ANNAPOLIS -- Maryland Gov. Martin O'Malley signed into law Thursday some of the toughest new gun restrictions in the nation, though a lawsuit and possible voter referendum threaten the new measure.
The law takes effect Oct. 1 and bans the sale of 45 assault weapons and long guns that contain features similar to assault rifles; requires fingerprinting, licensing and training for new handgun purchases; reduces the number of bullets ammunition magazines can legally hold from 20 to 10; and prohibits gun ownership by the mentally ill.
"The legislation signed today takes a comprehensive, common-sense approach to help keep our communities safe while striking a balance between protecting the safety of law enforcement and our children, and respecting the traditions of hunters and law-abiding citizens to purchase handguns for self-protection," O'Malley said.
Gun rights groups have opposed the law at every step of the legislative process.
"We think it's sad that Maryland officials have ignored the Constitution and are now fingerprinting gun owners like sex offenders," Gun Owners of America spokesman Erich Pratt said after the bill signing. "These new restrictions will do nothing to make the citizens of Maryland safer because criminals never obey the gun laws."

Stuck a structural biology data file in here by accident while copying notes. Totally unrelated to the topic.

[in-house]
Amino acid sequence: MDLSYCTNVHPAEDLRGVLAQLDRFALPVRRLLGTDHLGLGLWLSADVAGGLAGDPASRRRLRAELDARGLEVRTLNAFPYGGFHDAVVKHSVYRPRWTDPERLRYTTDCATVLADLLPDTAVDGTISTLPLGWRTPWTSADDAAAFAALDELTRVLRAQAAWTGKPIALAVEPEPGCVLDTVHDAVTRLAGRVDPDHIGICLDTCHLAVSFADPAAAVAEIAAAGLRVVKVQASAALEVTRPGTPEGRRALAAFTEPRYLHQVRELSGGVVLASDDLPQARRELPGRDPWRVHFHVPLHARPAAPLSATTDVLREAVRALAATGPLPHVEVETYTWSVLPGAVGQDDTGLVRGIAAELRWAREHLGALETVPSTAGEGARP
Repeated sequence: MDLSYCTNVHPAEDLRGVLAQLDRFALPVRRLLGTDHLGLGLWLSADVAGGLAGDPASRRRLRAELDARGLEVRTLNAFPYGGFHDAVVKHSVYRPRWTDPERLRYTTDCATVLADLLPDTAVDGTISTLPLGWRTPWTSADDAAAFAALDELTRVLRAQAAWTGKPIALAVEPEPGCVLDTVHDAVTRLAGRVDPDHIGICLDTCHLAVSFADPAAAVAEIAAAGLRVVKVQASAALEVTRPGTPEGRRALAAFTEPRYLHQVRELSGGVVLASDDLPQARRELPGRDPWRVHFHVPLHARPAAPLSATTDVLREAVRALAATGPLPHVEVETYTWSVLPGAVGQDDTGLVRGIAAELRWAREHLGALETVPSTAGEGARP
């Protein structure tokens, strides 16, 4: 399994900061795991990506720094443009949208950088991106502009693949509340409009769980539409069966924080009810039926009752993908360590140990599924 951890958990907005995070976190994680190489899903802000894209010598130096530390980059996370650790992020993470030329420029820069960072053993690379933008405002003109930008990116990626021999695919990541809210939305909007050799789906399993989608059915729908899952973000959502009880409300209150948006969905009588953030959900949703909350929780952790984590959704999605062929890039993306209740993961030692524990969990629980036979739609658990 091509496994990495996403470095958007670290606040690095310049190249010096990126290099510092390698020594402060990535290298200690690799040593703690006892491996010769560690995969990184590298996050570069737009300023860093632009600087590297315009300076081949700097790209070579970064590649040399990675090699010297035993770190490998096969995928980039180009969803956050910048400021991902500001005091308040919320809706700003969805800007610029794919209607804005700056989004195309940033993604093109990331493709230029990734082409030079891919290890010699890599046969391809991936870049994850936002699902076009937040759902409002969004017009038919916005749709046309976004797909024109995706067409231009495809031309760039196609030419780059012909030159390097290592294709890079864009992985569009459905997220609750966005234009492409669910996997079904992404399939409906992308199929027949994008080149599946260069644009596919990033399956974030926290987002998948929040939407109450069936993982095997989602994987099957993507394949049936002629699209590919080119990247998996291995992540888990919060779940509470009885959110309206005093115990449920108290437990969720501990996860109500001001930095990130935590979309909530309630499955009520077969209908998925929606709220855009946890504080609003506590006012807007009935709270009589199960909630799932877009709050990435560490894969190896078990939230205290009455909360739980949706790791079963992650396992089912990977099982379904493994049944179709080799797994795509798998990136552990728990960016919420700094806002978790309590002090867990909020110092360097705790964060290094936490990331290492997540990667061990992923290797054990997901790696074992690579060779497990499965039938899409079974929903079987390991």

The law was beleaguered before it was even signed, with the National Rifle Association in April threatening to challenge its constitutionality in court.
NRA spokeswoman Alexa Fritts did not respond to requests for comment on Thursday.
"The National Rifle Association's position and concerns will be made very clear when we file our lawsuit," Fritts wrote in an email Wednesday.
A Montgomery County activist also has organized a petition drive in an attempt to put the fate of the new gun law before voters in 2014. If Sue Payne, chairwoman of Free State Petitions, succeeds in collecting the required 55,736 valid signatures by the end of June -- more than 18,000 of which must be turned in by May 31 -- the gun bill and any lawsuits challenging it would be put on hold until after the 2014 election.
"We are looking to collect every signature we can and light up every voter in the state," Payne said.